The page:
Start-up formation is down to historic lows, the WSJ reports:
Job gains from new firms are at the lowest share of employment in over 20 years, another sign of the declining role entrepreneurship plays in the U.S. economy.
Job gains from opening establishments as a percentage of overall private-sector employment dropped to 1% in the first quarter of 2016, the lowest level recorded since the Labor Department began the data series in 1992, and half what it was at its peak.
Throughout the 1990s, the share hovered between 1.6% and 2%, and edged lower throughout the subsequent decade. Since 2009, when the economic recovery began, it held between 1.1% and 1.3%.
A decline in start-up activity is one of the worst possible sign for the future of the U.S. economy, and it points to the corrosive consequences of government by people who don’t grasp the cost of regulations and paperwork.
It’s true that this part of a much longer trend. But there are lots of reasons to think that the trend ought to have been reversed under President Obama’s watch. Low interest rates made capital cheaper, and an oversupply in the labor market and stagnant wages meant that workers were relatively cheap. An explosive increase in computing power and information processing, along with continuing decline in the price of hardware, all should have meant a massive surge in start-ups and new business.
It hasn’t happened. The start-up sector withered. Obama’s own economic advisors are telling him that this increases inequality. Democrats asking themselves why Clinton lost shouldn’t ignore this trend. If start-ups had continued to add jobs as their historic rates the jobs and wage picture would have been much brighter.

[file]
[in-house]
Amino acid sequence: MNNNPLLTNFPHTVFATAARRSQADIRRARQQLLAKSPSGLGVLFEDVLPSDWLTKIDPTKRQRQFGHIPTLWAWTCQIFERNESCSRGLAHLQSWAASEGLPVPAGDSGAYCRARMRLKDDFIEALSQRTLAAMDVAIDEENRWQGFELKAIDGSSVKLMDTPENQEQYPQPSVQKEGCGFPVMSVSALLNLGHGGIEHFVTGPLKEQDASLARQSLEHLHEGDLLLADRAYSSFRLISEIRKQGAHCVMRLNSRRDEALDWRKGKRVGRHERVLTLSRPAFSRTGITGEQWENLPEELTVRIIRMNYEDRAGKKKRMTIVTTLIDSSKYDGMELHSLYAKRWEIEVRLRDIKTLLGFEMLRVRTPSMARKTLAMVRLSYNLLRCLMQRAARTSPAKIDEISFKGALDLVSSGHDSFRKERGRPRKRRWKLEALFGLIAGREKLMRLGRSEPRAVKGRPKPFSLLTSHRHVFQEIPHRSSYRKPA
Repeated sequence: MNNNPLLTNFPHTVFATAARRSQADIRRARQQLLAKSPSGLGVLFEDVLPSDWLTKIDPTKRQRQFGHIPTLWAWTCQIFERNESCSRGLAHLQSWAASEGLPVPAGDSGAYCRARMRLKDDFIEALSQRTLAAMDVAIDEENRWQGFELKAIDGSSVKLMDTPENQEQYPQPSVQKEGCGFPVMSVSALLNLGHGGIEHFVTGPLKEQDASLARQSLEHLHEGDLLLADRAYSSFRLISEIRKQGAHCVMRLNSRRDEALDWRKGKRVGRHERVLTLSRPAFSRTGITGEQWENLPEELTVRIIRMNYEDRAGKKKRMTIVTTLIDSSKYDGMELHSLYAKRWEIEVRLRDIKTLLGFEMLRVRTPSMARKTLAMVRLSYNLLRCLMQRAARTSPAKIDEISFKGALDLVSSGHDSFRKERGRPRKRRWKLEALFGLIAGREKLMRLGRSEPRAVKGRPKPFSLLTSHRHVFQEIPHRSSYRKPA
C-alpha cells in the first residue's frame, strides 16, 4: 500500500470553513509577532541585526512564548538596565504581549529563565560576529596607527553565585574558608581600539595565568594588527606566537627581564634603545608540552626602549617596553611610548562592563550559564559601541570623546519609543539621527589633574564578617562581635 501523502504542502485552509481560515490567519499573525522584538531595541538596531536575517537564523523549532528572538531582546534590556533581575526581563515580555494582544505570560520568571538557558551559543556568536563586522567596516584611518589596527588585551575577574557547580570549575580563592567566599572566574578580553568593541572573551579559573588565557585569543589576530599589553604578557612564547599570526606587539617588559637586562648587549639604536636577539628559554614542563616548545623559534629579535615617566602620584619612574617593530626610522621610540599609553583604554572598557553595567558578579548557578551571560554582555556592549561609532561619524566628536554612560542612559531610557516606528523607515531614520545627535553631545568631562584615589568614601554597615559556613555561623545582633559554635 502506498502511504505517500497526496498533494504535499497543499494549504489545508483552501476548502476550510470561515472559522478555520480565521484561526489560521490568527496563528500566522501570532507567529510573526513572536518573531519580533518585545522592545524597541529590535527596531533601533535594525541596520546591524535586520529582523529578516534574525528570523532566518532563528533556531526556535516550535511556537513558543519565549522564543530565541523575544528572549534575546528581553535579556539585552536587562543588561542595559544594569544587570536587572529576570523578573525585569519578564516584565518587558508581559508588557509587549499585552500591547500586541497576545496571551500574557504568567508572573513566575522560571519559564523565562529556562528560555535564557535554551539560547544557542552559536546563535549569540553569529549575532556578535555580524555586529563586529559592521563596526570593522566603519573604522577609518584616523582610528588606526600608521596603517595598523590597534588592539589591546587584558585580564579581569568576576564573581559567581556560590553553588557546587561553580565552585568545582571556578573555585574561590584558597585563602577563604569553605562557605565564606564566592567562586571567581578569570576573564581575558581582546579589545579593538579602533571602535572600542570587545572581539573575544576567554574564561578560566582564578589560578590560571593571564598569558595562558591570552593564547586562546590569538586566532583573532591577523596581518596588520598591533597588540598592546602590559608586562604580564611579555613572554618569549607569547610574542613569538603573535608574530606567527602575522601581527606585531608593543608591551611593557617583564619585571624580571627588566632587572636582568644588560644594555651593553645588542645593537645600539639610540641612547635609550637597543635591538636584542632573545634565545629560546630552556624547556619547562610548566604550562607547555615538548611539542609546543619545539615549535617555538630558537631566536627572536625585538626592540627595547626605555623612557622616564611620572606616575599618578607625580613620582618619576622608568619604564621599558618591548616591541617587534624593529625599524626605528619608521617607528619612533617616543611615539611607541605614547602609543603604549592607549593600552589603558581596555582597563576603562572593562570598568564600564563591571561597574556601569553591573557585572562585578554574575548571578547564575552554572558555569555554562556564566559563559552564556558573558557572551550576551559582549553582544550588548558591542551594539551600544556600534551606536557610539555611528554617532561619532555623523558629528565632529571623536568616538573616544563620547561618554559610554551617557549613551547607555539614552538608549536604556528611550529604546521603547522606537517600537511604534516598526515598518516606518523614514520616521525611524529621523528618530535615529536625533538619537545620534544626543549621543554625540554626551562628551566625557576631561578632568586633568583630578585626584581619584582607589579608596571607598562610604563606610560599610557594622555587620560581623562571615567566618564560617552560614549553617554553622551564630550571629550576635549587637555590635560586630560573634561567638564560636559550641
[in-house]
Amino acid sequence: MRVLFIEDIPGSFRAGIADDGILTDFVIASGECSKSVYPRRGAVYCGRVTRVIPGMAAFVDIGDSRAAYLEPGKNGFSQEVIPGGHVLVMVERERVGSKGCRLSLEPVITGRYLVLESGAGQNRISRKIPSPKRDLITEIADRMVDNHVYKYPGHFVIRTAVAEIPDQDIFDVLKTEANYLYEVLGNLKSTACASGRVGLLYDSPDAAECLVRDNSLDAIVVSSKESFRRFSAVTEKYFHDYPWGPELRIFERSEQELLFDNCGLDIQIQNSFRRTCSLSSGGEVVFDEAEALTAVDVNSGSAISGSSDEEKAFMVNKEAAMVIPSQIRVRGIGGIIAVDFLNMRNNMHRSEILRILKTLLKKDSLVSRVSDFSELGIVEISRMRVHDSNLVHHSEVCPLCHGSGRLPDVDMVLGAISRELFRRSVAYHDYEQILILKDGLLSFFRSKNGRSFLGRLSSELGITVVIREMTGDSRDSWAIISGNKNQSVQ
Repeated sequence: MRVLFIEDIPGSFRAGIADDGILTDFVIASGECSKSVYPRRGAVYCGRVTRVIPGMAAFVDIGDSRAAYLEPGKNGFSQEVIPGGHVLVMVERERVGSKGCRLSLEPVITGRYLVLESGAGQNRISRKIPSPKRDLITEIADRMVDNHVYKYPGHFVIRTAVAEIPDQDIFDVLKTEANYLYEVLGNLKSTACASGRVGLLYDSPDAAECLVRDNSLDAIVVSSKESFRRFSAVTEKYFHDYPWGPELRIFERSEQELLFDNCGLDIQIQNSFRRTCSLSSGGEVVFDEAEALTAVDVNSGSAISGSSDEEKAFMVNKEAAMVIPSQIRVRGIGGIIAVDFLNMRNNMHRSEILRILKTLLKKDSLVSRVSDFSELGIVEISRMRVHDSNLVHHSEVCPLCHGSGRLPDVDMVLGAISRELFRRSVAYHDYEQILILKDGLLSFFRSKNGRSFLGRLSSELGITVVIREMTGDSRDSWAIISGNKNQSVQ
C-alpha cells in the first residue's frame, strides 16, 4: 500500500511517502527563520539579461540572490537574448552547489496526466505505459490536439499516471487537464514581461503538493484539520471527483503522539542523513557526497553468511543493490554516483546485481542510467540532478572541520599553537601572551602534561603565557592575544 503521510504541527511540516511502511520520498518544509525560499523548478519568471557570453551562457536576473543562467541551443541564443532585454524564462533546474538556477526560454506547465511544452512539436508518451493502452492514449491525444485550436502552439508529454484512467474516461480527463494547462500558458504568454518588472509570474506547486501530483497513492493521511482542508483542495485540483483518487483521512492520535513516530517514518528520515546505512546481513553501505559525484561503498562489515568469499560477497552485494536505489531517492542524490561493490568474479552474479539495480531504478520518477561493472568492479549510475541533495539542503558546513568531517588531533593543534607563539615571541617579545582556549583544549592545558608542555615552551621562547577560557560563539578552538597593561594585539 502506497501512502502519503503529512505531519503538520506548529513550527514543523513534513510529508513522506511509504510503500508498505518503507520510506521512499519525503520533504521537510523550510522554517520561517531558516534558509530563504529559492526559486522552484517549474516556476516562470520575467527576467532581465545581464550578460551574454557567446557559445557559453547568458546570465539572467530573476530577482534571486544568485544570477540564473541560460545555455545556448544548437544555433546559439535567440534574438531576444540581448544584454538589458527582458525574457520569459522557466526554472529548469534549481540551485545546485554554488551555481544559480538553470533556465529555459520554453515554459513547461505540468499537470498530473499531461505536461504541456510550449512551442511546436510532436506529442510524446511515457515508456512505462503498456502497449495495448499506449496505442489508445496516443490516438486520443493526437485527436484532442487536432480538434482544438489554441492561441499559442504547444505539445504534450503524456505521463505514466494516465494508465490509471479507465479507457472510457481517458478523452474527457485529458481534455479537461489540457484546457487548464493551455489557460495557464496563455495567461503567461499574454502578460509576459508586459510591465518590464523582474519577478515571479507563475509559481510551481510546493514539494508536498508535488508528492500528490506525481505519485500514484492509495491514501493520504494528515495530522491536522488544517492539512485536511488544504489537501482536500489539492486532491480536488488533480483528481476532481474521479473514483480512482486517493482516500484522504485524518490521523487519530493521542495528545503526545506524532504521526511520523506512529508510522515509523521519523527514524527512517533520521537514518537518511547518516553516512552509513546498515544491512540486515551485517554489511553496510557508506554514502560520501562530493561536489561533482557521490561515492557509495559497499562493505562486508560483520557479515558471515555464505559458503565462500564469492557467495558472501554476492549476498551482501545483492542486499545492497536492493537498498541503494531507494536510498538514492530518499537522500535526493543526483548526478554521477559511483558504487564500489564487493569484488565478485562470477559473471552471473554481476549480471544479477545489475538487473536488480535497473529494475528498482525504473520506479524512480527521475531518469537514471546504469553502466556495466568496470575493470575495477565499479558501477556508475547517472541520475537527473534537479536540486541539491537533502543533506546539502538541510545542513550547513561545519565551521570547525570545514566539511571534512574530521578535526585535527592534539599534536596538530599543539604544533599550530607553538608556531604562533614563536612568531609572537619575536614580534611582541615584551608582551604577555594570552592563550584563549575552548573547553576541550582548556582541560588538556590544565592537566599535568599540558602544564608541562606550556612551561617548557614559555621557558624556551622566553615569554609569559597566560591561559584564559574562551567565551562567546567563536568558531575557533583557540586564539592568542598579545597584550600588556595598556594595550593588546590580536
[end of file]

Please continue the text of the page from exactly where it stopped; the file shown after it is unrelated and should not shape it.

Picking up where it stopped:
There are several causes for these problems, but one of the most important is the ever-growing burden that government regulations—federal, city and state—place on new businesses. Established firms can hire people to fill out the compliance forms, dance the intricate bureaucratic dances, manage the waiting times and the other costs associated with compliance. But new entrepreneurs can’t. And even if interest rates are low, the paperwork imposed on banks by various well-meaning but counterproductive regulations makes it more expensive both for banks to give credit to start-ups and for entrepreneurs to get the loans new businesses often need.
This is a test for the Trump Administration: can the decline in start-ups and new jobs be reversed? Working on it should be one of the most important priorities of the incoming administration. The health of the start-up sector is one of the most important indicators telling us whether or not we are on the right track. Right now, we are on the wrong track; that needs to change.